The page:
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July 1993

Midline Cerebral Dysgenesis, Dysfunction of the Hypothalamic-Pituitary Axis, and Fetal Alcohol Effects

Author Affiliations

From the Department of Neurology, Creighton University, Omaha, Neb (Dr Coulter); the Department of Pathology, University of Oklahoma and Veterans Affairs Medical Center, Oklahoma City (Drs Leech and Brumback); Meyer Rehabilitation Institute, University of Nebraska Medical Center, Omaha (Dr Schaefer); and the Department of Pathology, Mayo Clinic, Rochester, Minn (Dr Scheithauer).

Arch Neurol. 1993;50(7):771-775. doi:10.1001/archneur.1993.00540070083022

• Objective.  —Neuropathologic evaluation was performed on an infant with fetal alcohol effects.

Design.  —Coronal brain sections and representative tissue blocks stained with hematoxylin-eosin, silver stain, and immunocytochemical stains for hypothalamic and pituitary hormones were evaluated for neuropathologic abnormalities.

Patient.  —A 2.5-month-old American Indian girl who had been exposed to first-trimester maternal binge alcohol abuse died after persistent problems of growth failure, sodium imbalance, aberrant temperature regulation, respiratory distress, and seizures.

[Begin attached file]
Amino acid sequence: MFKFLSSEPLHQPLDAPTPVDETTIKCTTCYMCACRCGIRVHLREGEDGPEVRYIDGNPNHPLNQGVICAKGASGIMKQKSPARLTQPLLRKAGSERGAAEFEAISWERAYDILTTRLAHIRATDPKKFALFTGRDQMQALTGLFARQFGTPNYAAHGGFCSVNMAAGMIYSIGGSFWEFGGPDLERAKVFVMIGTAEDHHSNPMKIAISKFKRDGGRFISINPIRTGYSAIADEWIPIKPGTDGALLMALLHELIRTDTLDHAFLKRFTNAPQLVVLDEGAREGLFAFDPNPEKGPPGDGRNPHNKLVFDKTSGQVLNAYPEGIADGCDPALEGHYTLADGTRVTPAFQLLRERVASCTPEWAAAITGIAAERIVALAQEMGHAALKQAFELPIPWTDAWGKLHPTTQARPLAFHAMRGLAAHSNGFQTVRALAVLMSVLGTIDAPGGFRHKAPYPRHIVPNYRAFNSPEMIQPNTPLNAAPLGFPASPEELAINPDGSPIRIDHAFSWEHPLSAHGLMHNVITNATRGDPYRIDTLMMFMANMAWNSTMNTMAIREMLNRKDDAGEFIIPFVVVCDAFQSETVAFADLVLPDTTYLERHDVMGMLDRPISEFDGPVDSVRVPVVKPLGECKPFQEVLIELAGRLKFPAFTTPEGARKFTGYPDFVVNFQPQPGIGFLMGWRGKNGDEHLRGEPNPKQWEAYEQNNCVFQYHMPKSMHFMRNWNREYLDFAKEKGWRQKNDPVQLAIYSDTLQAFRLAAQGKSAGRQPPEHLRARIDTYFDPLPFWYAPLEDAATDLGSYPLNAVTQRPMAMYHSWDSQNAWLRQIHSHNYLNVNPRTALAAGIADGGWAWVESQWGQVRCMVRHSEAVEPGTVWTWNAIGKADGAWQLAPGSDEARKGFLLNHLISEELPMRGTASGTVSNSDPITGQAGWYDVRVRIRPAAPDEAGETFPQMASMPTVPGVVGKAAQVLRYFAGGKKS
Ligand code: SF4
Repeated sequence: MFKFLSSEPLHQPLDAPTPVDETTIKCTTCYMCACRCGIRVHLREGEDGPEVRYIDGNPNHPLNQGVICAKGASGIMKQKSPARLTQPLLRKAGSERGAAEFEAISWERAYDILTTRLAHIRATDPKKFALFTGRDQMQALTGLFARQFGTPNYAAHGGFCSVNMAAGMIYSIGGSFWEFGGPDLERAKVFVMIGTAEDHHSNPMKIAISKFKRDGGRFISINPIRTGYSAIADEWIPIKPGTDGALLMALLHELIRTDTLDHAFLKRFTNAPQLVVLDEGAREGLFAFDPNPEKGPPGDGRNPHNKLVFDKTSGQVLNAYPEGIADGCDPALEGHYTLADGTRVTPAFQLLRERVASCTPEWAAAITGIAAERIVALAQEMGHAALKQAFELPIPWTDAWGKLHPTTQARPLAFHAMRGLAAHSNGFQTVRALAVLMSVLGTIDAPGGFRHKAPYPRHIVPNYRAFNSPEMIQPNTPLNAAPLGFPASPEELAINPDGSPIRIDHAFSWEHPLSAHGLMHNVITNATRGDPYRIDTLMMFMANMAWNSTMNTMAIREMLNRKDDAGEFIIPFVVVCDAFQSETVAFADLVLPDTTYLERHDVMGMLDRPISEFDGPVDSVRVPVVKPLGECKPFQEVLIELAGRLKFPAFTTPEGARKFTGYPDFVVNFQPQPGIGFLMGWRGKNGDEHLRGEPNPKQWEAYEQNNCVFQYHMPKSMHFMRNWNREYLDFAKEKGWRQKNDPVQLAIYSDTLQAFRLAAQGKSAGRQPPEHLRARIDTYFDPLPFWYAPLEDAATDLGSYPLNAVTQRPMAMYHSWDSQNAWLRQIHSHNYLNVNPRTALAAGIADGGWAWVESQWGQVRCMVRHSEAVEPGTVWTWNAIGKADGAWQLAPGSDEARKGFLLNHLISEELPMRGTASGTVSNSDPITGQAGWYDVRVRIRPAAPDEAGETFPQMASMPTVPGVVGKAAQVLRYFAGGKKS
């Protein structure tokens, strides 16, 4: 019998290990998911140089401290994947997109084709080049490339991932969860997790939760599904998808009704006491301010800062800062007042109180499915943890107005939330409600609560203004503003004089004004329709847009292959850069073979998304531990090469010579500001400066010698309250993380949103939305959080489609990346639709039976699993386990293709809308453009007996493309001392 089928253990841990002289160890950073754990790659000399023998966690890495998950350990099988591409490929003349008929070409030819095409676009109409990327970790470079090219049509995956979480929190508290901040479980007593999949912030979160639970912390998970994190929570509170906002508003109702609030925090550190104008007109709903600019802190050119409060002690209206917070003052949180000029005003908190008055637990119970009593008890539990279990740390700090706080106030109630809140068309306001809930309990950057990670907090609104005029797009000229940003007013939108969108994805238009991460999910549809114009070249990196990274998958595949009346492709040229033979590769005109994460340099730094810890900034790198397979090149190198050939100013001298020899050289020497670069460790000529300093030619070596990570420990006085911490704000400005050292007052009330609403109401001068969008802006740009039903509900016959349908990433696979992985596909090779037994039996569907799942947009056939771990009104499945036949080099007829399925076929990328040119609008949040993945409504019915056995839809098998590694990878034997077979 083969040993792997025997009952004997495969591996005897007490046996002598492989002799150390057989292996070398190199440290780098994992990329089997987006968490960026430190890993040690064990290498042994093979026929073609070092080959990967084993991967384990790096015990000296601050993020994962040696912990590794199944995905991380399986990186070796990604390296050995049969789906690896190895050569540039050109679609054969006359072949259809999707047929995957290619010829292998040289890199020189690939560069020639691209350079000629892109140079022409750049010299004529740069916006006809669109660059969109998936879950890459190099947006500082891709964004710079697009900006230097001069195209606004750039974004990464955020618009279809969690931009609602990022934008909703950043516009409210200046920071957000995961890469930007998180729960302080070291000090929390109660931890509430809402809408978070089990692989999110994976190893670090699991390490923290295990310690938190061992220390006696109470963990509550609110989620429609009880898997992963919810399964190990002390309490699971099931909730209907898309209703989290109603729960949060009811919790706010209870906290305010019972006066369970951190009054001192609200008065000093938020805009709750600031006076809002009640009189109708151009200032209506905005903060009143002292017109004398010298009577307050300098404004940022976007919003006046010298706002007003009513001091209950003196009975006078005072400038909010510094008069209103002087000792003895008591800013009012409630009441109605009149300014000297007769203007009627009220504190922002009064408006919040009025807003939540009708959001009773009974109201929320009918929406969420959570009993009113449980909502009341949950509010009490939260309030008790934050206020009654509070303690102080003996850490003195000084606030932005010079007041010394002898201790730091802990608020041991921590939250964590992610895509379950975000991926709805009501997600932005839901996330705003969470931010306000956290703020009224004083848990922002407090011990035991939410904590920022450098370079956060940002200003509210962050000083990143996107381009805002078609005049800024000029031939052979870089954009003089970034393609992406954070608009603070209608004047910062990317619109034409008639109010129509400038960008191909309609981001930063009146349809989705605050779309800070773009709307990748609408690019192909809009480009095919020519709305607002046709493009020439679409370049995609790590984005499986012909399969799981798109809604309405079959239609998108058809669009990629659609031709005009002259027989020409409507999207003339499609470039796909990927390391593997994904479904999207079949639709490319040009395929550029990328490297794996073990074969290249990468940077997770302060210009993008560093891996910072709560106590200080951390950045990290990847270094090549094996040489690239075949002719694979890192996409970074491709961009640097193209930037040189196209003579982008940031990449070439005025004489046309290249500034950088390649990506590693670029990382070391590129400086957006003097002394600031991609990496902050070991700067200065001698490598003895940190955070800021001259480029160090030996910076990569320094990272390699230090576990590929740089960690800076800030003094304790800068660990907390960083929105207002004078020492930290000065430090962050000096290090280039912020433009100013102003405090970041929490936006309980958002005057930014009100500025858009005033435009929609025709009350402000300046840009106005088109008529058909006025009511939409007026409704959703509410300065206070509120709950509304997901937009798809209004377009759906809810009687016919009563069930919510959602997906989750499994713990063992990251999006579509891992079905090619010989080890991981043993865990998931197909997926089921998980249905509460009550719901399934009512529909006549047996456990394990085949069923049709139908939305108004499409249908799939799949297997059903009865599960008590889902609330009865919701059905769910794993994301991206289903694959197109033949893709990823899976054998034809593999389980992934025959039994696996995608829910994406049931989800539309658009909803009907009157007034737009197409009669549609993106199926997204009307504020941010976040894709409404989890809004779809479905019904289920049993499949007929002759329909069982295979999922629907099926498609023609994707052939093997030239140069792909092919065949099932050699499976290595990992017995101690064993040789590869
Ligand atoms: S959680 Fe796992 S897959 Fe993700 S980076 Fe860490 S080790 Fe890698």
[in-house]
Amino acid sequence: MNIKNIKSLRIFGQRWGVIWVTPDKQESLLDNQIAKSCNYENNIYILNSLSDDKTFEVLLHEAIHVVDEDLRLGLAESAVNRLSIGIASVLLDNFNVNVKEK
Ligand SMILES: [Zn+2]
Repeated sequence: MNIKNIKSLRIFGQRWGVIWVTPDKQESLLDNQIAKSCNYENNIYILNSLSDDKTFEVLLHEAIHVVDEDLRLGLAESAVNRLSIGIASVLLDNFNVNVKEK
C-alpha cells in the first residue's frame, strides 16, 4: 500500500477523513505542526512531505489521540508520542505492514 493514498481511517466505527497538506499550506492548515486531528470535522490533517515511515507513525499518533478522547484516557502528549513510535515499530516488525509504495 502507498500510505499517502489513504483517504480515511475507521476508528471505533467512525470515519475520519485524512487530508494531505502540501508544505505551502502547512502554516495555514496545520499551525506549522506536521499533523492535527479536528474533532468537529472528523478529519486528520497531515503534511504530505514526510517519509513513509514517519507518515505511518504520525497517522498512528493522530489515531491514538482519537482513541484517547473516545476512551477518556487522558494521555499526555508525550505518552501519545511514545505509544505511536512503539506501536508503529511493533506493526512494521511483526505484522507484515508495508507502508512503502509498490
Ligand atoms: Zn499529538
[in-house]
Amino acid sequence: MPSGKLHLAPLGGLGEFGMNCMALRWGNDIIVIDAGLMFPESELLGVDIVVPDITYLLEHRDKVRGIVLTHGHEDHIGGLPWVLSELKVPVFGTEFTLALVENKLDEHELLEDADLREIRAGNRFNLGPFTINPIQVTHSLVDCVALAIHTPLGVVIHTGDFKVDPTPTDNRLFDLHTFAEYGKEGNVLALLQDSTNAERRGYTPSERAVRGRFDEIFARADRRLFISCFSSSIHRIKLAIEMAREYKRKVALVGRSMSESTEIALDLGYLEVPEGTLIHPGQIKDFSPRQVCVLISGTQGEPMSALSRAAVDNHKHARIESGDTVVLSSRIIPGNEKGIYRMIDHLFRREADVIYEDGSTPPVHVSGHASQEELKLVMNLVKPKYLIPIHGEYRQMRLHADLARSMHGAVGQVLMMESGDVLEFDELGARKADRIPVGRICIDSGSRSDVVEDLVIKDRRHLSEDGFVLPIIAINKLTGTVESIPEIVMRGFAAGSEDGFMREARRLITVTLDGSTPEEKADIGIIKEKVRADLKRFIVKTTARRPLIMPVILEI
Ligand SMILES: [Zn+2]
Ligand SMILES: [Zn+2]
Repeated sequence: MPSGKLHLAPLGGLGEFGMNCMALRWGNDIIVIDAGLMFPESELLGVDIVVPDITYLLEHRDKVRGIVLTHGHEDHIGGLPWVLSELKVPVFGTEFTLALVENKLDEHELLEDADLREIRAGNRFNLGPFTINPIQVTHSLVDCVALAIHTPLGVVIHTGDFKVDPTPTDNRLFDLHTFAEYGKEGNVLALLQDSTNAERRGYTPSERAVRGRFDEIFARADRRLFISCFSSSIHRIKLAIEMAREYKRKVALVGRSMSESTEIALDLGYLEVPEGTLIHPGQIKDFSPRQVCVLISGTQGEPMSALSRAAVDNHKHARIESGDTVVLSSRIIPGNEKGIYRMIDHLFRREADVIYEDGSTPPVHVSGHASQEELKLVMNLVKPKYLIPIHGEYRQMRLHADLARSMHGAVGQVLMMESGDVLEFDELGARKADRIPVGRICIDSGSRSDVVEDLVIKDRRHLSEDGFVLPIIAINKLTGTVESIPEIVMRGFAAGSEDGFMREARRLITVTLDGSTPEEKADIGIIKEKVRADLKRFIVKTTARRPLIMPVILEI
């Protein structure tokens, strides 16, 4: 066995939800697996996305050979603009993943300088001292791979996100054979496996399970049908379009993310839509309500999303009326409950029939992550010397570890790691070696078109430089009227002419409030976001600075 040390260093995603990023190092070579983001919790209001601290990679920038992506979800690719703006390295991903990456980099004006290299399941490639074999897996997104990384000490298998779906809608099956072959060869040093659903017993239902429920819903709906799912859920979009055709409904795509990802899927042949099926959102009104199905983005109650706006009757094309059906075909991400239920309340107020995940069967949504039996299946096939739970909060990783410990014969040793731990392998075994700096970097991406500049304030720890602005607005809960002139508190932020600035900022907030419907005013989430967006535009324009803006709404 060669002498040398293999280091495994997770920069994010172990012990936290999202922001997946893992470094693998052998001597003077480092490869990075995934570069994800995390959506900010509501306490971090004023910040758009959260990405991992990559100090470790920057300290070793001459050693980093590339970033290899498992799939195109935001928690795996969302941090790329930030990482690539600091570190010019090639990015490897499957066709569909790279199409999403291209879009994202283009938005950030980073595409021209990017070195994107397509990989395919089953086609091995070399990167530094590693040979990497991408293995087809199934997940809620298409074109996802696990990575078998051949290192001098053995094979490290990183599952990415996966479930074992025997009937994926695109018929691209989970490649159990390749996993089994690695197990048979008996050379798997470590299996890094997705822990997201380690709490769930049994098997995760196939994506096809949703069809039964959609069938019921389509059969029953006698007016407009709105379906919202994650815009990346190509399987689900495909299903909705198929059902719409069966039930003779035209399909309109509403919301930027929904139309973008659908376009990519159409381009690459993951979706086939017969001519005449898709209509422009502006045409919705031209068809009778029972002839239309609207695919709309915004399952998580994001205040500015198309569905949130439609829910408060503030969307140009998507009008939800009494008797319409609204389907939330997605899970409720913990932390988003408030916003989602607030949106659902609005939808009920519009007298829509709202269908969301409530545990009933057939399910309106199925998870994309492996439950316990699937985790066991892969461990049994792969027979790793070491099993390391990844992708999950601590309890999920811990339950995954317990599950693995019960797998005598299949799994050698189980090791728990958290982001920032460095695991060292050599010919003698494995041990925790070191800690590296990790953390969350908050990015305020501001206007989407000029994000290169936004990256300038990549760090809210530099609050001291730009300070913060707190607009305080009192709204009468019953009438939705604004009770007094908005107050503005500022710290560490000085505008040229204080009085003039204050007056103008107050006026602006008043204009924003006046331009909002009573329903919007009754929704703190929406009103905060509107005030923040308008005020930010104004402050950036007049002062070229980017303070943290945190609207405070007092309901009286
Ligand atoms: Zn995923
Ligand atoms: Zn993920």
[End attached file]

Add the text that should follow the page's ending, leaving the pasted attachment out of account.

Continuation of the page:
Results.  —Autopsy revealed severe microcephaly, hypertelorism, midfacial hypoplasia, a high-arched palate, shortened palpebral fissures, and a small brain. The frontal lobes were fused anteriorly; olfactory bulbs and tracts were absent; and optic nerves were hypoplastic. An enlarged and bulbous hypothalamus obscured the pituitary gland. The thalamus and caudate nuclei were fused across the midline. Posteriorly, the single ventricle split to form rudimentary lateral horns. The anterior corpus callosum, septum pellucidum, fimbria, and fornices could not be identified. The anterior commissure and supraoptic nuclei were microscopically present. Many Purkinje cells were horizontally positioned, with abnormal dendritic structure. The posterior pituitary lobe was absent, and the infundibulum was flanked by a hypoplastic adenohypophysis and a large subarachnoid heterotopia. Immunocytochemical studies identified only vasopressin and neurophysin in the hypothalamus and only growth hormone and prolactin in the pituitary gland.

Conclusion.  —To our knowledge, an association between fetal alcohol effects and a complex cerebral anomaly with features of incomplete holoprosencephaly and septo-optic dysplasia has not previously been reported and suggests a possible common pathogenesis needing further study.

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